Why? Because the size and shape of the diamond will influence whether or not a grade of, say, SI1 leads to an eye clean diamond, or one that is visibly included.
But, as we mentioned before, plenty of I color diamonds out there won’t feature any noticeable yellow tint – proof that you don’t need to invest thousands into a Colorless diamond grade.
On paper, G is the better choice than I. These diamonds will feature less color since the G grade sits on the cusp of Colorless and Near Colorless diamonds.
Put it this way: if you had to pick one color grade to shop from, then it’s only natural that the G diamonds on the market right now will be less likely to yield a stone with visible color. Yes, most I color diamonds appear clear, but G color diamonds more so.
Fortunately, however, we don’t need to settle on one color grade – not until we’ve hit upon the diamond we’re happy to invest in.
With that in mind, there’s plenty of instances where I color diamonds are the better choice. Provided the color does not infringe on the diamond’s appearance under normal conditions, then shoppers could save hundreds of dollars by opting for an I color diamond instead.
Yes, no amount of color will impact a diamond’s sparkle. Only a poor cut, major inclusions (such as clouds) or very strong fluorescence will impact light performance.
You can (and should) read more about idea cut diamond proportions before you start, and brush up on your understanding of diamond fluorescence, too. Cloudy or poorly proportioned diamonds (such as those with too large a table, or too shallow a cut) will suffer from an impaired sparkle, and will let down the appearance of an otherwise beautiful engagement ring.
But, until you feel confident with these subjects, keep in mind that color is not something that effects light performance. It does, however, hold the potential to impact the beauty of the diamond, regardless of sparkle.
A grade of I only refers to color, not clarity. The GIA’s clarity scale runs from Flawless and Internally Flawless through Very Very Slight Inclusions, Very Slight Inclusions, Slight Inclusions, and Inclusions, rather than letters of the alphabet.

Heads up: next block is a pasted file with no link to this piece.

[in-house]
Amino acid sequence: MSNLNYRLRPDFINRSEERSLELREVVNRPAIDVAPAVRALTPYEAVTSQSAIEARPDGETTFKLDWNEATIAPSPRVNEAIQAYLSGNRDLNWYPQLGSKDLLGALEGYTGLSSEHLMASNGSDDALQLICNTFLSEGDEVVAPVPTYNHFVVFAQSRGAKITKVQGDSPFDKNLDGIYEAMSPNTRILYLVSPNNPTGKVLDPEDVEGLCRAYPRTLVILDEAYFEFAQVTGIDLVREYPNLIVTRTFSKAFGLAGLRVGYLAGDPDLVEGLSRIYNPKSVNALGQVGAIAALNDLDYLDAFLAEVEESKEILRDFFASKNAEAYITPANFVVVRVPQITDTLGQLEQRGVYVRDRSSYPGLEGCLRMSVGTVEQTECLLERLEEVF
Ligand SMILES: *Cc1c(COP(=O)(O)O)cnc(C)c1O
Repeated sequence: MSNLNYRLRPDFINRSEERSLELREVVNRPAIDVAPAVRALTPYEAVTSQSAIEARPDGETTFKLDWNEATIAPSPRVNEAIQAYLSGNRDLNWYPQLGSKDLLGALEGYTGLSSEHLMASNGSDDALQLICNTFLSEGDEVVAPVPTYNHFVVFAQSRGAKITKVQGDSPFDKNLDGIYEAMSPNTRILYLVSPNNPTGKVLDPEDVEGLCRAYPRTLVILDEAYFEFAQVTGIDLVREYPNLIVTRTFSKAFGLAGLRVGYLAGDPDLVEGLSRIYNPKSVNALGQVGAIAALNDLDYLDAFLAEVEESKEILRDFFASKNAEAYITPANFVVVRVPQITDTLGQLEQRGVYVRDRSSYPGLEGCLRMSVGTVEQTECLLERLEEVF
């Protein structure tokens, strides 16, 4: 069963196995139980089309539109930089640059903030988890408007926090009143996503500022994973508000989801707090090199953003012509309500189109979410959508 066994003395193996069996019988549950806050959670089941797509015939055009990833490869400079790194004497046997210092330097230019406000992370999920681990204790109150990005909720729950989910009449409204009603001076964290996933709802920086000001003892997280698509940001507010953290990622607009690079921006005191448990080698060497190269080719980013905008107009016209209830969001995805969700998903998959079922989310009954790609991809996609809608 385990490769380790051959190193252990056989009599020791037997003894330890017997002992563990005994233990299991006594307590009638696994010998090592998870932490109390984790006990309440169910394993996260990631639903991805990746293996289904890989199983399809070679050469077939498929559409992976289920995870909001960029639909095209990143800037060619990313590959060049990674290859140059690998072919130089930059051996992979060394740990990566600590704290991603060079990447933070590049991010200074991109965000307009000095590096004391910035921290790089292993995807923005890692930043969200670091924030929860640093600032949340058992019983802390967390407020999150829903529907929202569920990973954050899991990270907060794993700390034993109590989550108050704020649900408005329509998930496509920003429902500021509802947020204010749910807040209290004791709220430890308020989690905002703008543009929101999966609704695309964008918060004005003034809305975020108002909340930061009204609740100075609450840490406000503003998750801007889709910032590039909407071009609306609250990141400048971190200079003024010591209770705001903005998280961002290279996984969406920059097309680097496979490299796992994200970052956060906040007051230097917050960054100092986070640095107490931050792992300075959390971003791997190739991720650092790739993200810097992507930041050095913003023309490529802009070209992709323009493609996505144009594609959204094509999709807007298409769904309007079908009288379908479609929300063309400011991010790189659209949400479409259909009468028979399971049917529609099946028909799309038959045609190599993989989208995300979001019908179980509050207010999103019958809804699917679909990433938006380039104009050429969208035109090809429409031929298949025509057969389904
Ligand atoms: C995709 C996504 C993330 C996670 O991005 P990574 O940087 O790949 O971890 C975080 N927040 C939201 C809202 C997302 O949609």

Given the fact that Cut is almost unanimously regarded as the most important of the Four Cs, color and clarity are often ‘weighed up’ against one another by shoppers looking to understand which one requires more attention, and which one can be put on the backseat.
The question of Color vs Clarity isn’t one with a totally straightforward answer, but it definitely helps to get this one straight in your mind before you start seriously shopping for your own diamond.
In some cases, slight fluorescence can counteract the presence of a minor amount of visible color in a diamond.
This is not something that jewelers would ever recommend you bank on, however. For one thing, finding a diamond with precisely the right amounts of color and fluorescence to cancel one another out could take you a long time, and is not something that can be objectively measured like cut, clarity or color. It would, to a certain extent, be subjective, which can be daunting even for experienced jewelers.
The better approach would be to look at diamonds with a slightly lower (though still eye clean) clarity grade, such as VS2 or SI1, or a slightly smaller diamond – or, perhaps, a diamond shape that’s good at concealing slight color (more on that below) so that you can afford to find a diamond that appears colorless.
While an interesting subject, fluorescence is generally seen as a negative trait in any diamond – and particularly among those looking to create an engagement ring – so don’t commit yourself to a potentially long and frustrating search for a diamond that has both color and fluorescence, but which appears colorless.
You’ve probably caught onto the idea by now that the I color grade can be a great place to find an excellent deal. Afterall, there’s a lot more to a diamond than what you can see – but, thankfully, it’s way more important to invest in what you see, rather than what’s printed within its report.
The cost will depend entirely on carat weight, clarity and cut, but it’s good to keep in mind that I grade diamonds can cost thousands of dollars less than diamonds from the Colorless color category, and will offer some of the most affordable choices from the Near Colorless diamonds out there.
I diamonds sit at the lower end of the Near Colorless group, with only J color diamonds between them and the ‘Faint’ color range (K, L, and M). Opting for a J diamond will shave a little more off the cost, but at a slightly greater risk of some visible color.